Construction progress on Waste Management’s Alameda County facility as of February 2017. Photo credit: CalRecycle

An organics-focused operation in California estimated to cost more than $120 million will extract recoverable material from municipal solid waste. But it’s not aimed at replacing curbside recycling and compost collection.

“It does not replace, it does not promote, it is not an alternative to source separation,” Shawn Tackitt of Waste Management told the board of the Alameda County Waste Management Authority (WMA) at a hearing in February. “We’ve been very clear about that. Source separation is our priority.”

Dubbed the ‘O-MRF’

While a number of recent mixed-waste proposals strived to allow residents to put recyclables, organics and trash together in one receptacle at the curb, the Waste Management operation is being framed as a last defense to recover materials that were not properly diverted by residents in local programs.

The organics materials recovery facility, or “O-MRF” as it’s being called, is being built at the 53-acre Davis Street Transfer Station in San Leandro, Calif., a city adjacent to Oakland, Calif.

Waste Management, operator of the Davis Street Transfer Station, plans to begin operating the new equipment early next year. Waste Management, a publicly traded firm that is the largest U.S. recycling processor, is also planning composting and digesting facilities at the site.

According to project documents, the 62,000-square-foot sortation facility will be able to process 100 tons of municipal solid waste (MSW) per hour and will handle all 150,000 tons per year of MSW generated by Oakland.

It is projected to extract about 60,000 tons of organics and 31,000 tons of recyclables per year, which equates to diverting 61 percent of the garbage stream from landfill. Alameda County documents described the processing line as a “complex system of screens and optical sorting.”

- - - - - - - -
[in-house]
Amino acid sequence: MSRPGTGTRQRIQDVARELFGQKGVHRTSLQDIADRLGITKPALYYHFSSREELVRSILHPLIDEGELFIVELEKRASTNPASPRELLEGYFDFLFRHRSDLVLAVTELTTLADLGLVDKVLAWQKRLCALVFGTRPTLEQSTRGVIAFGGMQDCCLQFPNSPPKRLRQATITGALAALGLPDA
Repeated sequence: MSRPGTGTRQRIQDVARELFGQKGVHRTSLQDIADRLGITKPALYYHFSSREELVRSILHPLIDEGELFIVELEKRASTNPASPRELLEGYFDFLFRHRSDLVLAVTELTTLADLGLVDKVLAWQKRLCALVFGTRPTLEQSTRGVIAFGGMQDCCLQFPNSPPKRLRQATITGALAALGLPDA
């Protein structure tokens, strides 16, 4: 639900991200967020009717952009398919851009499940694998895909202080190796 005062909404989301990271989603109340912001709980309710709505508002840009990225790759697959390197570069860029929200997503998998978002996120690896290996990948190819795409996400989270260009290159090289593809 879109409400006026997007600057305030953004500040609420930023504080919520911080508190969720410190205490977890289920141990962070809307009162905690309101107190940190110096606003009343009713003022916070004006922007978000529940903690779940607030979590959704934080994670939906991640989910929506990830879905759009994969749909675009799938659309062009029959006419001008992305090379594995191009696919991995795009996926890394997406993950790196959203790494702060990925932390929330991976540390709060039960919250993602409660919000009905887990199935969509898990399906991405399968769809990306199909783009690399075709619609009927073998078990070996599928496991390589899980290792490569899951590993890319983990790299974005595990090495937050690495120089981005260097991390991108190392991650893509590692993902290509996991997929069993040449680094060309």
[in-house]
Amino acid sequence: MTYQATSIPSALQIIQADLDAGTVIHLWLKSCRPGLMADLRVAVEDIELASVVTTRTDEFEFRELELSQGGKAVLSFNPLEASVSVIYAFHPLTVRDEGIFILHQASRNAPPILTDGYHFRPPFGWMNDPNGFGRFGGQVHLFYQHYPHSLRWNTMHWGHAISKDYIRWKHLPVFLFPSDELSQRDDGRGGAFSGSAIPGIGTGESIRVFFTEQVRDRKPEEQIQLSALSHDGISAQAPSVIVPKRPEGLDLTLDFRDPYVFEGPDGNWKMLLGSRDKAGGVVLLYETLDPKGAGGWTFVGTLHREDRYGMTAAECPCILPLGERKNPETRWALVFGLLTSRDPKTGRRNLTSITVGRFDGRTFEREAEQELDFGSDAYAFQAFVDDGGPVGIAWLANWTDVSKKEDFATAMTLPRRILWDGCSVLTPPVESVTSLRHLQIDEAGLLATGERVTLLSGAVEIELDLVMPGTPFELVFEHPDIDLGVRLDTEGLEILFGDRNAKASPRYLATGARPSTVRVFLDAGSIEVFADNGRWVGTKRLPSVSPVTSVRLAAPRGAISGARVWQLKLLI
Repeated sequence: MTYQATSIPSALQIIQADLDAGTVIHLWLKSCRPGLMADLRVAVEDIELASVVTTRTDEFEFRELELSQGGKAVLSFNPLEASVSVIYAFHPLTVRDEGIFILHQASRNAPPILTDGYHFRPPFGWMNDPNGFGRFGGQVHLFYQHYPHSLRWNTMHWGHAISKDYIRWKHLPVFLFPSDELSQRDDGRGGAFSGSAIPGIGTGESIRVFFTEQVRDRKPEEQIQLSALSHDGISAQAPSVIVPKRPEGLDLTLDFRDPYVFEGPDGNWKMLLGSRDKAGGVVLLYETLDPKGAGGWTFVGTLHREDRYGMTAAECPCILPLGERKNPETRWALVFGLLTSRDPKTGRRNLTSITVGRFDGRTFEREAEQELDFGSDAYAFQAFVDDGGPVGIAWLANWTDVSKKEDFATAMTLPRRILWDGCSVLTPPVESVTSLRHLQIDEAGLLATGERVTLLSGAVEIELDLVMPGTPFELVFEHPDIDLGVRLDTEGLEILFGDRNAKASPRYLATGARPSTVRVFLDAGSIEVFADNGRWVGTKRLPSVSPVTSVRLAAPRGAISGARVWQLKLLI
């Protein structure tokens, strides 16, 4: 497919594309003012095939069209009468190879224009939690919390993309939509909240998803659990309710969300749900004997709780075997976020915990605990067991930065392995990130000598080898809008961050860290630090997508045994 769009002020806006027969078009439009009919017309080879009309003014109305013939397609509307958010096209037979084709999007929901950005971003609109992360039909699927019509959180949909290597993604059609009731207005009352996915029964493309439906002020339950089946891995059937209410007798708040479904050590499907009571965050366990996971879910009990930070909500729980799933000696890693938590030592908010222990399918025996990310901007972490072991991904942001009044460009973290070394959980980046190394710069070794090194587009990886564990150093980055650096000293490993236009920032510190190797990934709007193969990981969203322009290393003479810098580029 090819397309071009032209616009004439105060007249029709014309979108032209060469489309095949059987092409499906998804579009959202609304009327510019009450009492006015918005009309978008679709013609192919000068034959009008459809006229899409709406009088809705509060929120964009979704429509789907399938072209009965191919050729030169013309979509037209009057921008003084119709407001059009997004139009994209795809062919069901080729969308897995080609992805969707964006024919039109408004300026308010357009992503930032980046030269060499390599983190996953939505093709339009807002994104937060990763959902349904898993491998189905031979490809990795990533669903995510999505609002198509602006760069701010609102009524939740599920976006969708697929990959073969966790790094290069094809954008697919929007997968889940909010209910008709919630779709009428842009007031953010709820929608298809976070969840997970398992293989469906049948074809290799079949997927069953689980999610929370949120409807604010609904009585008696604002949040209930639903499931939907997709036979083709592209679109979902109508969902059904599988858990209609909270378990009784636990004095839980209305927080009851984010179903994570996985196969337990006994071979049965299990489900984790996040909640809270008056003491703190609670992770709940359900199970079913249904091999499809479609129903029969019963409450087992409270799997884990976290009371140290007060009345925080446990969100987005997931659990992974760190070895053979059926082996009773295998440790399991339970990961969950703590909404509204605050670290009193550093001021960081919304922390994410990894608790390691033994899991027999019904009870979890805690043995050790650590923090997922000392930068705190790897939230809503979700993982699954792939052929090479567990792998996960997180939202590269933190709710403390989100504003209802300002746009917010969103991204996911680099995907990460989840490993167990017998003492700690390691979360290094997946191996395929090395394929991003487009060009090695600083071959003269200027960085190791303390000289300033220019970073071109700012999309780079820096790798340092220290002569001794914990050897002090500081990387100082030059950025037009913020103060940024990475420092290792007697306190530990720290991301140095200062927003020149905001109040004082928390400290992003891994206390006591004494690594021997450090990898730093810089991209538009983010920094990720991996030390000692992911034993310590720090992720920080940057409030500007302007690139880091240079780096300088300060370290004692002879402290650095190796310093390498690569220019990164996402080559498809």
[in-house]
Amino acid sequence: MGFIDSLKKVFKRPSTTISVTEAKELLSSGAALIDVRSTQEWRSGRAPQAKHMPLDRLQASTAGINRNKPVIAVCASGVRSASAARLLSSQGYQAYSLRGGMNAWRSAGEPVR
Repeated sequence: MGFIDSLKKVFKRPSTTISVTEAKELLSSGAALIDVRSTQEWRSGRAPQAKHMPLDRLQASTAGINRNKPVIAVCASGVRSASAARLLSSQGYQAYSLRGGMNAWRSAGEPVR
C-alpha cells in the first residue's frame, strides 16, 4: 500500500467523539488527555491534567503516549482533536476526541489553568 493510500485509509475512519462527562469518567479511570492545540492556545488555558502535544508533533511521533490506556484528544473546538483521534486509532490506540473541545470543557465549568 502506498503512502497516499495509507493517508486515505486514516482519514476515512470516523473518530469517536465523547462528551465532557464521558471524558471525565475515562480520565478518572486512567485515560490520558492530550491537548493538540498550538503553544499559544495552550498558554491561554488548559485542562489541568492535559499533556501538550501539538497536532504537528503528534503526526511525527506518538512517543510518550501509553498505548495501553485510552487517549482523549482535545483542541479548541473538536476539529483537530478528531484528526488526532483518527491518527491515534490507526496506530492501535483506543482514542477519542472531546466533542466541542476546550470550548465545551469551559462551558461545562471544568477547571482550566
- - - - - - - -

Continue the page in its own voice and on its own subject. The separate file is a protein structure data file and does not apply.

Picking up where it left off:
Waste Management spokeswoman Karen Stern told Resource Recycling the facility is working its way through the permitting phase and noted the company believes the operation will be the first of its kind in the country.

Stern said the company estimates the first two phases of project – the O-MRF and the adjacent composting facility – will cost more than $120 million. That figure takes into account equipment, property, labor, permitting and engineering costs, Stern said. The project is expected to be rolled out in three separate phases.

Waste Management has applied to the California Alternative Energy and Advanced Transportation Financing Authority for the site, applying for a tax exemption on a portion of the project costs.

According to documents from state agency CalRecycle, the O-MRF is currently under construction and is anticipated to be fully operational by the first quarter of 2018.

Spurred by contract specifics

When the O-MRF went before the WMA Board in February for inclusion in regional waste management planning, officials were careful to draw distinctions between the Davis Street facility and other garbage-sorting plants that have attracted the ire of recycling advocates who feel that the strategy reduces the value of recyclable materials.